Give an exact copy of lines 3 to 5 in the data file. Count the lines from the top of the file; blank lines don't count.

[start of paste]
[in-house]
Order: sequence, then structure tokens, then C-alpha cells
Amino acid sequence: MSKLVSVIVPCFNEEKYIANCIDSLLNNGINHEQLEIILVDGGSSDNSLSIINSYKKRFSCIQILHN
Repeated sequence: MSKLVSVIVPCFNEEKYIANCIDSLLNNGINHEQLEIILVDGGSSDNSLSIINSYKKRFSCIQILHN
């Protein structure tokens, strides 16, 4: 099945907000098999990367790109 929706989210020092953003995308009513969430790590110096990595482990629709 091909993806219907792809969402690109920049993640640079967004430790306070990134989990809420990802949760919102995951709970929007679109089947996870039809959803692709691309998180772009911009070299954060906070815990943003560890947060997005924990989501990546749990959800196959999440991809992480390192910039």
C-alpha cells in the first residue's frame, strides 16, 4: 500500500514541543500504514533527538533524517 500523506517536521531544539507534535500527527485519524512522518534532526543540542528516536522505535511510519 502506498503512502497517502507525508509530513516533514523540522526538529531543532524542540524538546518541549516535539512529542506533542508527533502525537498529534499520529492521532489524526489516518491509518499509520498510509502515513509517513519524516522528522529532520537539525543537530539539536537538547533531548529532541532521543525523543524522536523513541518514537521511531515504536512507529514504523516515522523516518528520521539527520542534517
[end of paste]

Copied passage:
Amino acid sequence: MSKLVSVIVPCFNEEKYIANCIDSLLNNGINHEQLEIILVDGGSSDNSLSIINSYKKRFSCIQILHN
Repeated sequence: MSKLVSVIVPCFNEEKYIANCIDSLLNNGINHEQLEIILVDGGSSDNSLSIINSYKKRFSCIQILHN
């Protein structure tokens, strides 16, 4: 099945907000098999990367790109 929706989210020092953003995308009513969430790590110096990595482990629709 091909993806219907792809969402690109920049993640640079967004430790306070990134989990809420990802949760919102995951709970929007679109089947996870039809959803692709691309998180772009911009070299954060906070815990943003560890947060997005924990989501990546749990959800196959999440991809992480390192910039």